Penn's Colony Festival celebrates its 30th anniversary over the next two weekends, holding to its founding premise that there is always a new way to connect visitors with their history.
The popular event in Butler County's Clinton Township, just outside of Saxonburg, has created awareness for more than half a million people of the Pittsburgh region's Colonial past and the power of American craftsmanship.
"We've been able to provide folks with a real sense of history and a quality environment," says founder Ray Rush. "There's not really (another) event like this that ties the history together with the craftsmanship."
Celtic musician Bruce Golightly of Squirrel Hill, who performs at Penn's Colony as DruidSong on Sept. 22 and Sept. 29, says he is delighted to be part of a festival that has a theme and makes an effort to hold to it. "I think it's important to preserve our knowledge of the old ways. The music, the songs, the stories are our heritage and we should not lose that for any reason."
There will be different entertainment each weekend, a variety of food, 150-plus artisans, and a focus on what Penn's Colony refers to as "Forgotten History."
Aspects of a different historical event will be remembered each weekend.
The 255th anniversary of the French and British re-enactment of the taking of Fort Duquesne will be presented Sept. 21 and 22. It will include the French perspective on the events in 1758.
On Sept. 28 and 29, it is back to the beginning, with the 1753- 54 journey of George Washington through this area.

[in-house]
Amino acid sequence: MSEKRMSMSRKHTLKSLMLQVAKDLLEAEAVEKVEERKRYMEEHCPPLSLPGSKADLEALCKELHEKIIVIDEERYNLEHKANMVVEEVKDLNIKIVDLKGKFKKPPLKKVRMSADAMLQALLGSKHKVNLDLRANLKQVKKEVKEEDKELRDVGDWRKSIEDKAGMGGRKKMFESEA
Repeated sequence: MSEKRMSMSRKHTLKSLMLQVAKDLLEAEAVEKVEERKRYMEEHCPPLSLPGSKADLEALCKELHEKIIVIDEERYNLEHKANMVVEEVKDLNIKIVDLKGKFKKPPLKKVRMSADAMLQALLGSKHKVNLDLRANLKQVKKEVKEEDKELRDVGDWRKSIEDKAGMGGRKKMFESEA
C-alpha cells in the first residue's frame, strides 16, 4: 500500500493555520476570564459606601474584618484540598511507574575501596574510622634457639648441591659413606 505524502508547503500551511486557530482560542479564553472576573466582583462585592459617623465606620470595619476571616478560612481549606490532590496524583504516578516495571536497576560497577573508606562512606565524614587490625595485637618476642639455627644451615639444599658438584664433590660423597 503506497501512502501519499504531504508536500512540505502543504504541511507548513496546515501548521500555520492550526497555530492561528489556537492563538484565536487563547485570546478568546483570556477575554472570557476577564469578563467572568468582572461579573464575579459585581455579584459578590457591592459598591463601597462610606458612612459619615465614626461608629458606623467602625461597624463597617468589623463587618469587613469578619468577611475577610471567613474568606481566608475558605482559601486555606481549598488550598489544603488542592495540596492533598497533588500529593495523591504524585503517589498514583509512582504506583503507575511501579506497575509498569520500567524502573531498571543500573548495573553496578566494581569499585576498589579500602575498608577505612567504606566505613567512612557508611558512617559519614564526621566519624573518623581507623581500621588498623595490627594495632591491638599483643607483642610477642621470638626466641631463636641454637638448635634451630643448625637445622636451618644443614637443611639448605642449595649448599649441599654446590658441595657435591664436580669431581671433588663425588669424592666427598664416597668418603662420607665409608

Returning for the first time since 2002 for all four days is Faire Wynds, an Ohio family that presents a frontier circus and also entertains with the haunting sounds of the glass harps, or "Ghost Fiddle," as it was known in early America.
Wyatt McQueen of South Buffalot, also taking part all four days, believes he is preserving a part of American history "that few others are" by making 18th-century museum-quality reproduction furniture.
Jack and Jennifer Puskar of South Park make their festival debut Sept. 22 with their daughter Glory as Pint and a Half, performing "the music of our ancestors," says Jennifer, who has danced on Broadway. "It is a step back in time to get a look at who our people were and how they became who they are today," she says.
Dublin, Ireland native Sean McClorey has been playing guitar and mandolin since he was a child and loves engaging an audience. "My mom used to say that music had to be shared, like any of God's gifts," he says. This is also the festival debut (Sept. 21) for the Crafton resident who uses his guitar to offer jigs, reels and hornpipe dances.
"Penn's Colony is keeping our heritage alive," says veteran musician Matt Hughes of Carrick, performing with Susan Borowski of Munhall as Celtic Shores Sept. 28 and 29. "We want people to get a feel of what Celtic music is about, the struggles and triumphs of the Irish and Scots," he says. "There is a lot about this music that people can relate to."
Festivals like Penn's Colony are great for bringing people together in a common bond, she adds. "Plus, they're just downright fun!"
Rex Rutkoski is a staff writer for Trib Total Media. He can be reached at 724-226-4664 or firstname.lastname@example.org
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